February 13 2012
Lucia van der Post
Francis Bacon needs almost no introduction. The subject of two major retrospective exhibitions at The Tate during his own lifetime and a third six years after he died, his works today fetch multimillions – Roman Abramovich paid a record-breaking $86.23m for his Triptych 1976.
His works are not exactly what you’d call “easy on the eye” (Mrs Thatcher famously referred to Bacon as “that man who paints those dreadful pictures”), but they are important and significant, and recently some wonderful new products have been devised that capture the spirit of his work and thinking, making it available to those who don’t have an oligarch’s wallet. Brian Clarke, himself an artist and the sole executor of Francis Bacon’s estate, has gone to great trouble to, as he puts it, “democratise” his works.
“We found that museums and galleries around the world that owned some of his works were coming up with posters, tea towels and suchlike that were frankly downright disrespectful to his work,” says Clarke. “Many showed images back to front and others used terrible colours. We wanted a young audience to appreciate his work and so, with the help of designers in Spain, we have produced a small range of products that we think capture what his work stood for. When we reproduce a painting, for instance, we don’t crop it, we use the whole image. Also, Bacon was very good at aphorisms, and we have used these on many of the products.”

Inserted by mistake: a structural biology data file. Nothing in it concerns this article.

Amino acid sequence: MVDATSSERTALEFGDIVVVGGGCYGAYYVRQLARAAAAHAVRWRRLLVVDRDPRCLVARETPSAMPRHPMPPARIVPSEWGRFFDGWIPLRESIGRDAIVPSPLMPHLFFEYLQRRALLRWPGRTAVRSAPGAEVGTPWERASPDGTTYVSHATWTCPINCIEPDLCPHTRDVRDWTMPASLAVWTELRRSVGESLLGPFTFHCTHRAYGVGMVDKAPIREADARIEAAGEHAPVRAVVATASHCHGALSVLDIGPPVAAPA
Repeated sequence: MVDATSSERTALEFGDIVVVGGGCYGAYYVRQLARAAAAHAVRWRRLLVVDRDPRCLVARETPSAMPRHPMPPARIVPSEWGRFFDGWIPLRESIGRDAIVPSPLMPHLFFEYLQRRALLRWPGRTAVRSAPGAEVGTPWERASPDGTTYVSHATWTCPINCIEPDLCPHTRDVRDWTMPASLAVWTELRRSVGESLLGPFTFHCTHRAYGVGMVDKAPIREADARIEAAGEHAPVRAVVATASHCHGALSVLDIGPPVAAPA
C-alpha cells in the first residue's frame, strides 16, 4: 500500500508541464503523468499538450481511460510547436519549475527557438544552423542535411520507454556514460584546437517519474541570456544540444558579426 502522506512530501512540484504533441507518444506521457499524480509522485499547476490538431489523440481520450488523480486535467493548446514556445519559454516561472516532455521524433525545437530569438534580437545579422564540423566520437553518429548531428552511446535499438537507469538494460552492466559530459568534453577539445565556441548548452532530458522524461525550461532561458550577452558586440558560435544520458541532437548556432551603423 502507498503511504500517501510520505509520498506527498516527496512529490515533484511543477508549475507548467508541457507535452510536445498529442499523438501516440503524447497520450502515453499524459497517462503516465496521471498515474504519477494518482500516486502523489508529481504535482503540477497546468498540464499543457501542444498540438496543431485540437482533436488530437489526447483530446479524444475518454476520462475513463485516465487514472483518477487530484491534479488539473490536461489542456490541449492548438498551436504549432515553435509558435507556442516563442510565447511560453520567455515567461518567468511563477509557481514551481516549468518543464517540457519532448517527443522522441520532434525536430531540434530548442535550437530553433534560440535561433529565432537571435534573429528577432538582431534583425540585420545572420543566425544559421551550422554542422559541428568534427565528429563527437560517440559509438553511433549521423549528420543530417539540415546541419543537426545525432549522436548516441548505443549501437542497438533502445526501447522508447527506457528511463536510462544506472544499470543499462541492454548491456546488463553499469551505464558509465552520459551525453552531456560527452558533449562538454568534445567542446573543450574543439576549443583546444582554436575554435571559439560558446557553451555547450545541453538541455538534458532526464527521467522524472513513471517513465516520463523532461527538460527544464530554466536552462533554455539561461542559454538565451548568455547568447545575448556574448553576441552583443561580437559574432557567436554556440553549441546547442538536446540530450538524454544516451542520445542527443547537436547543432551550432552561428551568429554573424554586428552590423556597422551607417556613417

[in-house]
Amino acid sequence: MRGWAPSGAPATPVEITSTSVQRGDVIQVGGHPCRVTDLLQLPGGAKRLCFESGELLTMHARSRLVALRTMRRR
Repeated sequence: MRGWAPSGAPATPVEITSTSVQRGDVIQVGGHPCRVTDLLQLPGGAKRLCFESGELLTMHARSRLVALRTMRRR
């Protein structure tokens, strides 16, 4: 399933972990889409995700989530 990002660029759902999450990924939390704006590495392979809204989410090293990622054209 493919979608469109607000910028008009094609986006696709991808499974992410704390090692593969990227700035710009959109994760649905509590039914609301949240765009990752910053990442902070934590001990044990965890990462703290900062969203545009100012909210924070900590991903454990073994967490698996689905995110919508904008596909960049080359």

And so the Francis Bacon online shop was launched. The initial product range is quite small, but there are some lovely things. There is, for instance, a beautiful beige and blue cashmere throw (€620), featuring one of the famous aphorisms: “The job of the artist is always to deepen the mystery.”
High-gloss black bone-china espresso cups and saucers (pictured, €39.50 for a set of two) sport the artist’s signature on the cup and “I painted to be loved” on the saucer. A cotton beach towel (€42.50) has “I believe in deeply ordered chaos” in large red letters on a green background alongside a silhouette of cans and brushes from Bacon’s studio. Images of paintings are to be found on a silk scarf (pictured, €85), trays (example pictured, from €32) and other household products.
Many of these products are subsidised by the estate (“We wanted to make them as affordable possible,” says Clarke), and there are lots more in the pipeline.